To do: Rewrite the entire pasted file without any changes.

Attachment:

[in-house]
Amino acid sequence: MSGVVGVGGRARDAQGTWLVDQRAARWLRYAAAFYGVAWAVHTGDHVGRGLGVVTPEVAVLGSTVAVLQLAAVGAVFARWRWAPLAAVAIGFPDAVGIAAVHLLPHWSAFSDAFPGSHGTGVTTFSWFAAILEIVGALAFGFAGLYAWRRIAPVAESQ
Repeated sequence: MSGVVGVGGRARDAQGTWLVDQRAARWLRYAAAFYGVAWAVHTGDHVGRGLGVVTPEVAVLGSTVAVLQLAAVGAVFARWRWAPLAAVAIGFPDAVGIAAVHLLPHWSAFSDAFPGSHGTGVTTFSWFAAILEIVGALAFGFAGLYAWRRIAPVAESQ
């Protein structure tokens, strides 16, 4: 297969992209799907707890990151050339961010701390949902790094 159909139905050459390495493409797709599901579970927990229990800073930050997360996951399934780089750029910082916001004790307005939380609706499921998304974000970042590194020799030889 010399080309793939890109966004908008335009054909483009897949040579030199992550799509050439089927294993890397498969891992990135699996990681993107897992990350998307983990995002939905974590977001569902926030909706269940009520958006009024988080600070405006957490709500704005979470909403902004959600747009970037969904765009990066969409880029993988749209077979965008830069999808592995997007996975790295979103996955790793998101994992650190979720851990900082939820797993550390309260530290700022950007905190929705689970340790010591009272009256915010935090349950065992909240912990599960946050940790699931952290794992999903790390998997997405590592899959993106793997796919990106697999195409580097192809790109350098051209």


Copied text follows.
[in-house]
Amino acid sequence: MSGVVGVGGRARDAQGTWLVDQRAARWLRYAAAFYGVAWAVHTGDHVGRGLGVVTPEVAVLGSTVAVLQLAAVGAVFARWRWAPLAAVAIGFPDAVGIAAVHLLPHWSAFSDAFPGSHGTGVTTFSWFAAILEIVGALAFGFAGLYAWRRIAPVAESQ
Repeated sequence: MSGVVGVGGRARDAQGTWLVDQRAARWLRYAAAFYGVAWAVHTGDHVGRGLGVVTPEVAVLGSTVAVLQLAAVGAVFARWRWAPLAAVAIGFPDAVGIAAVHLLPHWSAFSDAFPGSHGTGVTTFSWFAAILEIVGALAFGFAGLYAWRRIAPVAESQ
């Protein structure tokens, strides 16, 4: 297969992209799907707890990151050339961010701390949902790094 159909139905050459390495493409797709599901579970927990229990800073930050997360996951399934780089750029910082916001004790307005939380609706499921998304974000970042590194020799030889 010399080309793939890109966004908008335009054909483009897949040579030199992550799509050439089927294993890397498969891992990135699996990681993107897992990350998307983990995002939905974590977001569902926030909706269940009520958006009024988080600070405006957490709500704005979470909403902004959600747009970037969904765009990066969409880029993988749209077979965008830069999808592995997007996975790295979103996955790793998101994992650190979720851990900082939820797993550390309260530290700022950007905190929705689970340790010591009272009256915010935090349950065992909240912990599960946050940790699931952290794992999903790390998997997405590592899959993106793997796919990106697999195409580097192809790109350098051209």